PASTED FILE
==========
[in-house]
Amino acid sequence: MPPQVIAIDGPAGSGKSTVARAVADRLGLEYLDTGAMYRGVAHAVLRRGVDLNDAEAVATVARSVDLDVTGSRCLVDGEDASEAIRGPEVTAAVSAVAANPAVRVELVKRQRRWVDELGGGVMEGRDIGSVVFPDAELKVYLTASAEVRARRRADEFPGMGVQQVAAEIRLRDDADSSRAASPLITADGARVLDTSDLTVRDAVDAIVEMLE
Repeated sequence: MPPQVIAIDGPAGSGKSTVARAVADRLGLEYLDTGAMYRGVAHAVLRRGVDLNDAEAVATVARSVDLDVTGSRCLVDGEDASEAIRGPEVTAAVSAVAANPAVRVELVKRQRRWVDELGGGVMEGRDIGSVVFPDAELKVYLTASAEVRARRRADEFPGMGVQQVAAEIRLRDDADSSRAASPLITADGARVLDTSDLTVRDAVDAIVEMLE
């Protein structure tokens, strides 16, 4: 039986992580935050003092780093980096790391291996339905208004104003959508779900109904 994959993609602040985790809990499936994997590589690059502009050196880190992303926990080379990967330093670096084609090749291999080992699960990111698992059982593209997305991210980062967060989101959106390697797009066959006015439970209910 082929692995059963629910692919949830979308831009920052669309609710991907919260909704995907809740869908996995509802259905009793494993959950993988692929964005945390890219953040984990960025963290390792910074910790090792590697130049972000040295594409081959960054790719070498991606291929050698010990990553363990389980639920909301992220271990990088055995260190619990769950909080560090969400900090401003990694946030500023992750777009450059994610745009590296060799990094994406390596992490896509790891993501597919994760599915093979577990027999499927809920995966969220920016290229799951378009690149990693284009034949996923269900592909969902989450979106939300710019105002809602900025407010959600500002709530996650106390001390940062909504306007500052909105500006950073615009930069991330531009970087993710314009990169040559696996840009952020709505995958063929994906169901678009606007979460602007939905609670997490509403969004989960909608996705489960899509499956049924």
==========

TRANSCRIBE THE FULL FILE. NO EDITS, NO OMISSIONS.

[in-house]
Amino acid sequence: MPPQVIAIDGPAGSGKSTVARAVADRLGLEYLDTGAMYRGVAHAVLRRGVDLNDAEAVATVARSVDLDVTGSRCLVDGEDASEAIRGPEVTAAVSAVAANPAVRVELVKRQRRWVDELGGGVMEGRDIGSVVFPDAELKVYLTASAEVRARRRADEFPGMGVQQVAAEIRLRDDADSSRAASPLITADGARVLDTSDLTVRDAVDAIVEMLE
Repeated sequence: MPPQVIAIDGPAGSGKSTVARAVADRLGLEYLDTGAMYRGVAHAVLRRGVDLNDAEAVATVARSVDLDVTGSRCLVDGEDASEAIRGPEVTAAVSAVAANPAVRVELVKRQRRWVDELGGGVMEGRDIGSVVFPDAELKVYLTASAEVRARRRADEFPGMGVQQVAAEIRLRDDADSSRAASPLITADGARVLDTSDLTVRDAVDAIVEMLE
């Protein structure tokens, strides 16, 4: 039986992580935050003092780093980096790391291996339905208004104003959508779900109904 994959993609602040985790809990499936994997590589690059502009050196880190992303926990080379990967330093670096084609090749291999080992699960990111698992059982593209997305991210980062967060989101959106390697797009066959006015439970209910 082929692995059963629910692919949830979308831009920052669309609710991907919260909704995907809740869908996995509802259905009793494993959950993988692929964005945390890219953040984990960025963290390792910074910790090792590697130049972000040295594409081959960054790719070498991606291929050698010990990553363990389980639920909301992220271990990088055995260190619990769950909080560090969400900090401003990694946030500023992750777009450059994610745009590296060799990094994406390596992490896509790891993501597919994760599915093979577990027999499927809920995966969220920016290229799951378009690149990693284009034949996923269900592909969902989450979106939300710019105002809602900025407010959600500002709530996650106390001390940062909504306007500052909105500006950073615009930069991330531009970087993710314009990169040559696996840009952020709505995958063929994906169901678009606007979460602007939905609670997490509403969004989960909608996705489960899509499956049924």